Exporting Alcohol to Greater China: an Introduction
This is the first article in our four-part series on the advantages and disadvantages of exporting alcohol in each of the Greater China markets—Mainland China, Hong Kong, Macau, and Taiwan. The focus is on the importation, sales and promotion of foreign alcoholic products. In this article, we will discuss the largest of the four markets–Mainland China.
Advantages of Selling Alcohol in the Mainland
Extremely large market
China is the fastest-growing consumer market in the world. In terms of growth in the drinks, mixology, and spirits sectors, it is considered one of the most exciting markets for foreign companies. There are more than enough opportunities waiting for firms, so long as they find the right niche for their products.
At US$190.2 billion, the largest segment in China’s alcohol market is spirits, with baijiu taking the biggest share. Over all, the market accounted for 32.8% of the global share and 52.3% of the Asia-Pacific regional share in 2016. The wine market is also booming, with sales expected to reach US$21 billion in 2020. China’s beer market is projected to reach US$99.3 billion by 2019.
High growth potential
Alcohol consumption in China has changed over the years, set to reach approximately 65 billion liters by 2020. Spirits consumption reached 8.4 billion liters in 2016 and it is expected to grow at a compound annual growth rate (CAGR) of 15% over the next three years. Annual beer consumption is at 45.7 billion liters, the largest in the world.
In terms of sales potential, companies can depend on the Chinese’s growing desire for premium and foreign alcohols. Increased exposure to foreign lifestyles has paved the way for the rise of global consumer culture in the country. Many are optimistic that this interest will continue to increase far into the future.
Surging per capita disposable income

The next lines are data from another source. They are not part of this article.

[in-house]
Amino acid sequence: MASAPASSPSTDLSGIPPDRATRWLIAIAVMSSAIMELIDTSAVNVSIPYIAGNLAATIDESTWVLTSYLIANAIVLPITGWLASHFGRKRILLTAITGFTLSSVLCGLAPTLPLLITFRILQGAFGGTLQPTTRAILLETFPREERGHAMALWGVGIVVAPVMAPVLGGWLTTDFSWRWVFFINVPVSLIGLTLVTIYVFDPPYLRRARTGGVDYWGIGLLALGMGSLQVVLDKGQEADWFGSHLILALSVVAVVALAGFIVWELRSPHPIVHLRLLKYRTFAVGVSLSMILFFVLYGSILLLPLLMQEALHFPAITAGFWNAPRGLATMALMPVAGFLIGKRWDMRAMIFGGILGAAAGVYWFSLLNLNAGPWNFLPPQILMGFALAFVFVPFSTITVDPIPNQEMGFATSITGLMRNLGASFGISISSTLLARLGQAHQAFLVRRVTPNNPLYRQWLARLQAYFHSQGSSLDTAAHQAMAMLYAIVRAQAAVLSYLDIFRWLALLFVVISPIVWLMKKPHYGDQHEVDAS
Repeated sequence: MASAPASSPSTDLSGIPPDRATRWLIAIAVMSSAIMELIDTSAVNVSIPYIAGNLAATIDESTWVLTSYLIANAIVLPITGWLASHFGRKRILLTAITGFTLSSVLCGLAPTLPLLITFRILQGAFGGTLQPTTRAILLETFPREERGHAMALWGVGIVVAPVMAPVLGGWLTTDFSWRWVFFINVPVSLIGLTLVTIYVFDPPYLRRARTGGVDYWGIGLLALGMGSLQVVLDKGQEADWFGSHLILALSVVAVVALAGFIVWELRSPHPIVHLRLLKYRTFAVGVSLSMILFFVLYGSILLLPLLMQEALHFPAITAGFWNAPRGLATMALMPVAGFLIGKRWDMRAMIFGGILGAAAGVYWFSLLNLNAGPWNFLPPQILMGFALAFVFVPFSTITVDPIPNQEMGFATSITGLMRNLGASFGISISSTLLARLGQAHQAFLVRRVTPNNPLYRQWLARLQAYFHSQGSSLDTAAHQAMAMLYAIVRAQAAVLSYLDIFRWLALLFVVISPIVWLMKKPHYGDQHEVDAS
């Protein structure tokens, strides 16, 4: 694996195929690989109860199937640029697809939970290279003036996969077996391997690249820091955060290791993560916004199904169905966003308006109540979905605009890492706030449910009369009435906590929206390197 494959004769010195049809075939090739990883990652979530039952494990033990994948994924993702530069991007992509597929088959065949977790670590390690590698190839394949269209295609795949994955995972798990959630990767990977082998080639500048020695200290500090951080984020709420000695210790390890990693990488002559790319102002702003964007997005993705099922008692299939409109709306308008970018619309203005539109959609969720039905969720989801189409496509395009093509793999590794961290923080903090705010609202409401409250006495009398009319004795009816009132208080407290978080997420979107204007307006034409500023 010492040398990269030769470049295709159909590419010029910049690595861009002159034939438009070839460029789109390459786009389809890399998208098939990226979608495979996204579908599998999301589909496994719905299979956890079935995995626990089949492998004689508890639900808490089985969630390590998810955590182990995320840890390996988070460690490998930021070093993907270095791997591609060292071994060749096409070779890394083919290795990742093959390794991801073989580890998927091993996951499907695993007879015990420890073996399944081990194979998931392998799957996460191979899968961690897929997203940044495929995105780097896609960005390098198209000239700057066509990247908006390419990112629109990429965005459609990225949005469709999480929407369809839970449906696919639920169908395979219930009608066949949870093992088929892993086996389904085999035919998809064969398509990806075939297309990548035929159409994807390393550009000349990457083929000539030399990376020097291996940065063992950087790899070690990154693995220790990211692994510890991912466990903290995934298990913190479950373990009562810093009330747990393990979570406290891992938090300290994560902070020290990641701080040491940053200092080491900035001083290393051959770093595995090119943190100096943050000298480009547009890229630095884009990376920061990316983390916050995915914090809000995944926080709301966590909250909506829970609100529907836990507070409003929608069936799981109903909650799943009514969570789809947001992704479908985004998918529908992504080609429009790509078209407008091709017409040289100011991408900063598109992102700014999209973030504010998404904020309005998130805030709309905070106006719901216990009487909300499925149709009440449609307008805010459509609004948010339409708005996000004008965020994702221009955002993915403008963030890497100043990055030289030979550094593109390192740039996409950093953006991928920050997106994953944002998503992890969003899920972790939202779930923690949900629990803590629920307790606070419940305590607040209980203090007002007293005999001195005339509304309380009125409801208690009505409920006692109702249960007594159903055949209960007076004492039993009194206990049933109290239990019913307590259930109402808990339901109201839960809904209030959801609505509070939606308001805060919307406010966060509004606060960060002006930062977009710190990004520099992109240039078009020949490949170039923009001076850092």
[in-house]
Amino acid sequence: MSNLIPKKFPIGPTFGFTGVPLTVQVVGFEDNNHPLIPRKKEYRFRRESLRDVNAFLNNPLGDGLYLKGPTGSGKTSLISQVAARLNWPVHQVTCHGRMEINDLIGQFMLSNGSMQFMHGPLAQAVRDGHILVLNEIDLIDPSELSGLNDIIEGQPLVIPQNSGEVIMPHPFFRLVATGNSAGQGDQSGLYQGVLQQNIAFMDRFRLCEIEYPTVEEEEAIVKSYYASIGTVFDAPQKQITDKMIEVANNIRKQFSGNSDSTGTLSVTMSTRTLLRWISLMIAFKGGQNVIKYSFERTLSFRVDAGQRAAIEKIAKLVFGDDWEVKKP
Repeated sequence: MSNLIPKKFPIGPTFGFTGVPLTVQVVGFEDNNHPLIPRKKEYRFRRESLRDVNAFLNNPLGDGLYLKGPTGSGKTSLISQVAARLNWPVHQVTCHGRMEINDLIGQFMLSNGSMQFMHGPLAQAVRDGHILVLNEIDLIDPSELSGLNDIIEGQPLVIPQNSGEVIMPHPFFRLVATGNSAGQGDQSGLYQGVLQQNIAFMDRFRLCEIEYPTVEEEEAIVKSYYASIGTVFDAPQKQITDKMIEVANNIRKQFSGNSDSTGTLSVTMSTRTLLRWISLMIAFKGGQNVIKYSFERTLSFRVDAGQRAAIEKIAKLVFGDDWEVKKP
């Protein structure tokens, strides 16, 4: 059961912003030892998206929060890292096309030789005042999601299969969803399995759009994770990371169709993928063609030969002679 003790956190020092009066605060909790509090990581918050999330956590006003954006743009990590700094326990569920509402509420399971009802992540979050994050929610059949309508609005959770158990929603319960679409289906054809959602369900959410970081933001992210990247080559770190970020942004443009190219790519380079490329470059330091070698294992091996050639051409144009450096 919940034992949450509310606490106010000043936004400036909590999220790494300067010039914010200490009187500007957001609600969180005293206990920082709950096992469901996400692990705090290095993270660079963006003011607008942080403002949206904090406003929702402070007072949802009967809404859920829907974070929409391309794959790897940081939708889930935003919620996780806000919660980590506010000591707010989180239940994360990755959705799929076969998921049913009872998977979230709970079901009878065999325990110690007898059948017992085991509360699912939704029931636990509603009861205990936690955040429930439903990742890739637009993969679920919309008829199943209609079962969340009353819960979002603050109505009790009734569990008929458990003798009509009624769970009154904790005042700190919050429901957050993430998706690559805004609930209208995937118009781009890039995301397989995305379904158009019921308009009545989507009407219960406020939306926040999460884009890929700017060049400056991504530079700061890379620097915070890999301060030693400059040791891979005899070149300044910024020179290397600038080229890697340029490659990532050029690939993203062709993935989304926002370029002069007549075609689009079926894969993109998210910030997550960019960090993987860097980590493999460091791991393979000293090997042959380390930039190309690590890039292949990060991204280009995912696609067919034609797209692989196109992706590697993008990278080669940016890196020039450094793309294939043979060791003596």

In 2017, China’s per capita disposable income increased by 9% at almost ¥26,000 (US$4,000). This was mainly due to the country’s stable economic growth. Higher incomes mean higher consumption Chinese consumers, driven in large part by the growing middle class.
Increased disposable income allows the purchase of premium and more expensive goods. In the past years, there is an unprecedented rise in the consumption of foreign alcohols. Demand is high for better-quality premium booze, especially among young drinkers. Because of this, more opportunities are opening for importers in the country.
Disadvantages of Selling Alcohol in the Mainland
Understanding a complex market like China’s can be taxing for alcohol companies. For instance, consumer behavior in China is decidedly different compared to Western markets and cannot be easily compared to other Asian markets, such as Japan. Culture plays an important part in the Chinese’s preference for alcohol. Their drinking habits differ across regions and age groups. Finding the right niche for a product can be difficult, especially without a local.
China’s alcohol consumer market is not homogeneous. There are substantial variations in the Chinese’s shopping habits and spending ability based on tier. Large producers tend to focus on urban areas and coastal provinces where markets are large and profitable or work with distributors in China with regional or national reach. Small businesses usually find partners in local or provincial distributors to bring in products to their target market. For companies, success may rely on their choice of local partners and sales/distribution channels.
Consumers are less familiar with foreign alcohols
A majority of the Chinese consumers remain unfamiliar with imported alcohols. This makes educating them important to sellers. Many organize events to create brand awareness and increase demand and familiarity. By teaching consumers about the product’s quality, varieties, history, and culture, companies can acquire loyal clients. These take a lot of time, planning, and organizational skills.
Closing Thoughts on Exporting Alcohol to China
While sales potential is high in China’s alcohol market, its complex and fragmented nature poses a huge challenge for foreign businesses. Depending on the company’s resources, long-term and short-term goals, this market may be a good choice. Otherwise, one of the other Greater China markets is worth considering when deciding where and how to develop their business.